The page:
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Original research
Autologous T cell responses to primary human colorectal cancer spheroids are enhanced by ectonucleotidase inhibition


Objective T cells are major effectors of the antitumoural immune response. Their activation by tumour-associated antigens can unleash their proliferation and cytotoxic functions, leading to tumour cell elimination. However, tumour-related immunosuppressive mechanisms including the overexpression of immune checkpoints like programmed cell death protein-1 (PD-1), are also engaged, promoting immune escape. Current immunotherapies targeting these pathways have demonstrated weak efficacy in colorectal cancer (CRC). It is thus crucial to find new targets for immunotherapy in this cancer type.

Design In a prospective cohort of patients with CRC, we investigated the phenotype of tumour-related and non-tumour related intestinal T cells (n=44), particularly the adenosinergic pathway, correlating with clinical phenotype. An autologous coculture model was developed between patient-derived primary tumour spheroids and their autologous tumour-associated lymphocytes. We used this relevant model to assess the effects of CD39 blockade on the antitumour T cell response.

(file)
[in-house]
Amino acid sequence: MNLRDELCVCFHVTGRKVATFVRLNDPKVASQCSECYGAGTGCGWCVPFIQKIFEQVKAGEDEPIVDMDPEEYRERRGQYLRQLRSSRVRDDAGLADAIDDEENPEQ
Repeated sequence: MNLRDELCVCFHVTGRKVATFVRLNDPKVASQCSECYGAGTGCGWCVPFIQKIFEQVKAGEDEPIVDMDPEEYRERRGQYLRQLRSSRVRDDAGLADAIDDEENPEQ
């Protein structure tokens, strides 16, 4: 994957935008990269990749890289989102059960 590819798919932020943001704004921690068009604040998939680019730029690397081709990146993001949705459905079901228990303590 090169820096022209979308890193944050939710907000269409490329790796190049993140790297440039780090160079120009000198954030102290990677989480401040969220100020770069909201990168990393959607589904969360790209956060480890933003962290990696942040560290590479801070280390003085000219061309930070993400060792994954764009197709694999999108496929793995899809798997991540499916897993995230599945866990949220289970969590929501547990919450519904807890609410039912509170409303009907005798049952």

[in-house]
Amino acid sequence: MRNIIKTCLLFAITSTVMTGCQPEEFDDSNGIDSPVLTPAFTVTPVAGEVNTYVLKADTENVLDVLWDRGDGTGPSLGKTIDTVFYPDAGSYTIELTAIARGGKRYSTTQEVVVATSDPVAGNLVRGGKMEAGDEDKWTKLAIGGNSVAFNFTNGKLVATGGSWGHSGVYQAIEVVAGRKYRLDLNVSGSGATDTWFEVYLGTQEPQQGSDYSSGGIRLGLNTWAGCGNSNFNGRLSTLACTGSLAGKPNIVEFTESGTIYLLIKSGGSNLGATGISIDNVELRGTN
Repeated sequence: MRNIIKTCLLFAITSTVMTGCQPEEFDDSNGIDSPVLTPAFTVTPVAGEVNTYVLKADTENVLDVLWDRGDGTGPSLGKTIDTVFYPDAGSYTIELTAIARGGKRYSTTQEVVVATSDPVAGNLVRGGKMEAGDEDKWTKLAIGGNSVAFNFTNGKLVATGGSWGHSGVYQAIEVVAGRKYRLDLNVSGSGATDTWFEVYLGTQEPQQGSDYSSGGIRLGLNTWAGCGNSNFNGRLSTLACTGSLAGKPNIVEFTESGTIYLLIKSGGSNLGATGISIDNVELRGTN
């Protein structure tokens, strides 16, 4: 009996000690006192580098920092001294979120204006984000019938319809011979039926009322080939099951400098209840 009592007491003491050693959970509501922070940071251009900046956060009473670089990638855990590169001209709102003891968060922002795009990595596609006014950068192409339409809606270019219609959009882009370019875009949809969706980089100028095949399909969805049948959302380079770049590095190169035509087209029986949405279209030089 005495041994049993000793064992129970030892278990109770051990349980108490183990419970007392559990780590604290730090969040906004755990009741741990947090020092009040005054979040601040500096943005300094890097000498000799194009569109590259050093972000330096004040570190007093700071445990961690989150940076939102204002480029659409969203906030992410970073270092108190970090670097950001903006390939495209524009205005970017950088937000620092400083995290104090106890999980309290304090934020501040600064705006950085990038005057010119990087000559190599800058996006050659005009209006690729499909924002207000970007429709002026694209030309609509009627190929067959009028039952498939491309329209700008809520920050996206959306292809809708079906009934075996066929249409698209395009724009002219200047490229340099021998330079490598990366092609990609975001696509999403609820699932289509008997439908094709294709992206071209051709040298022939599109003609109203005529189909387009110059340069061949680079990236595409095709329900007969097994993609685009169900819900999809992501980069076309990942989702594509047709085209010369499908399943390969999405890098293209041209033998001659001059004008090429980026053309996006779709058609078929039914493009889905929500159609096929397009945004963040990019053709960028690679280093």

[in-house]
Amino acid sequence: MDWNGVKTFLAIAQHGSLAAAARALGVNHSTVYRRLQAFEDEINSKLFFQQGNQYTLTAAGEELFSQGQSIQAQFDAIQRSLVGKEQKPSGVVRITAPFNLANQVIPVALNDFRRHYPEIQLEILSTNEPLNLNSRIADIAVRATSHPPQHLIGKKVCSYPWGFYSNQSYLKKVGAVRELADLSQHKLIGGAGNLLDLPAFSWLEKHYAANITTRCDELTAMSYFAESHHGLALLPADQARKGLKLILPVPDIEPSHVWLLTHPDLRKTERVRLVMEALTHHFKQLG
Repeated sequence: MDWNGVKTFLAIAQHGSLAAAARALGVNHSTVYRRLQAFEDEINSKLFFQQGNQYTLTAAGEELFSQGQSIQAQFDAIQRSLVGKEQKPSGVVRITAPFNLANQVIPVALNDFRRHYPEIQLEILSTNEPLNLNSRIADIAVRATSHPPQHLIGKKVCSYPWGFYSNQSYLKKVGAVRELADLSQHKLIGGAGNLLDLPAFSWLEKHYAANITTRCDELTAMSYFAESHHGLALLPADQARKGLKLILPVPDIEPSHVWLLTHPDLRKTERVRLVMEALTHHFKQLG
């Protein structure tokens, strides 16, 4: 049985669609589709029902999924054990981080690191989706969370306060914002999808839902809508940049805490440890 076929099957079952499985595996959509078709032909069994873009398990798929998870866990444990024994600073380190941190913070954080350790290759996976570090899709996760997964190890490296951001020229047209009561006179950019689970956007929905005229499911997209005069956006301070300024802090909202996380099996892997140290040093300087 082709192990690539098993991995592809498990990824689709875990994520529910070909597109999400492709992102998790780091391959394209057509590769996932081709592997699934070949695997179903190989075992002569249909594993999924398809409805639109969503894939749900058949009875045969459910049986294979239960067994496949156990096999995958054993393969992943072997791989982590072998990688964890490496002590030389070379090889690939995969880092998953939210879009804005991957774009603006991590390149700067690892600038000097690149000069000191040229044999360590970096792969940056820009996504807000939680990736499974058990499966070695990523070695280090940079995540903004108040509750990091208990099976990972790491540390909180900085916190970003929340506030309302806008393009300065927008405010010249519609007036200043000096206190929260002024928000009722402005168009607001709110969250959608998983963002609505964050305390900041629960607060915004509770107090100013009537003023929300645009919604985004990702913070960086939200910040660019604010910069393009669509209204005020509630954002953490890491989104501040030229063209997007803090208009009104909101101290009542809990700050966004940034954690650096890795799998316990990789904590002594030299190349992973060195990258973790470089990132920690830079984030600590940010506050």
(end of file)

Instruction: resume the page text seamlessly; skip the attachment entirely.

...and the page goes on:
Results We show the increased expression of CD39, and its co-expression with PD-1, on tumour infiltrating T cells compared with mucosal lymphocytes. CD39 expression was higher in the right colon and early-stage tumours, thus defining a subset of patients potentially responsive to CD39 blockade. Finally, we demonstrate in autologous conditions that CD39 blockade triggers T cell infiltration and tumour spheroid destruction in cocultures.

Conclusion In CRC, CD39 is strongly expressed on tumour infiltrating lymphocytes and its inhibition represents a promising therapeutic strategy for treating patients.


Data availability statement

Data are available upon reasonable request.

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